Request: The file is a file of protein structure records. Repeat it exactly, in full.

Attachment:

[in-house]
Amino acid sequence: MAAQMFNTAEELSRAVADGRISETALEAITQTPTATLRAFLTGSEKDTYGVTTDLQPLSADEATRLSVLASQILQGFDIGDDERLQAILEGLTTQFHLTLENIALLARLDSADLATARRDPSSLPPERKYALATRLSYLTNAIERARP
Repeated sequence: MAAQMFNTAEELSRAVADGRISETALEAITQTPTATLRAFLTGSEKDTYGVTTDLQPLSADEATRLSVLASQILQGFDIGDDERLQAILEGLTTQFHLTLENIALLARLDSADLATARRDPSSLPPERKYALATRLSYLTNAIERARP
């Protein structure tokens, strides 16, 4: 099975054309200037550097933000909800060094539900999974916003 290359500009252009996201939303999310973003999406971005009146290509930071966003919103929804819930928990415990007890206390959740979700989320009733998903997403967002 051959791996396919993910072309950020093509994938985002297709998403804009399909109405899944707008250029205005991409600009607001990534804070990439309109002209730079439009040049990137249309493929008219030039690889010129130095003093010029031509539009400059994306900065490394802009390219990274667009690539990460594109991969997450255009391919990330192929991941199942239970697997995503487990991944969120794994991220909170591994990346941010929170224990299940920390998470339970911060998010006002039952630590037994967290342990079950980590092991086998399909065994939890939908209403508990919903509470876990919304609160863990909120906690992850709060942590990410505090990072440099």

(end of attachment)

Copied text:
[in-house]
Amino acid sequence: MAAQMFNTAEELSRAVADGRISETALEAITQTPTATLRAFLTGSEKDTYGVTTDLQPLSADEATRLSVLASQILQGFDIGDDERLQAILEGLTTQFHLTLENIALLARLDSADLATARRDPSSLPPERKYALATRLSYLTNAIERARP
Repeated sequence: MAAQMFNTAEELSRAVADGRISETALEAITQTPTATLRAFLTGSEKDTYGVTTDLQPLSADEATRLSVLASQILQGFDIGDDERLQAILEGLTTQFHLTLENIALLARLDSADLATARRDPSSLPPERKYALATRLSYLTNAIERARP
């Protein structure tokens, strides 16, 4: 099975054309200037550097933000909800060094539900999974916003 290359500009252009996201939303999310973003999406971005009146290509930071966003919103929804819930928990415990007890206390959740979700989320009733998903997403967002 051959791996396919993910072309950020093509994938985002297709998403804009399909109405899944707008250029205005991409600009607001990534804070990439309109002209730079439009040049990137249309493929008219030039690889010129130095003093010029031509539009400059994306900065490394802009390219990274667009690539990460594109991969997450255009391919990330192929991941199942239970697997995503487990991944969120794994991220909170591994990346941010929170224990299940920390998470339970911060998010006002039952630590037994967290342990079950980590092991086998399909065994939890939908209403508990919903509470876990919304609160863990909120906690992850709060942590990410505090990072440099």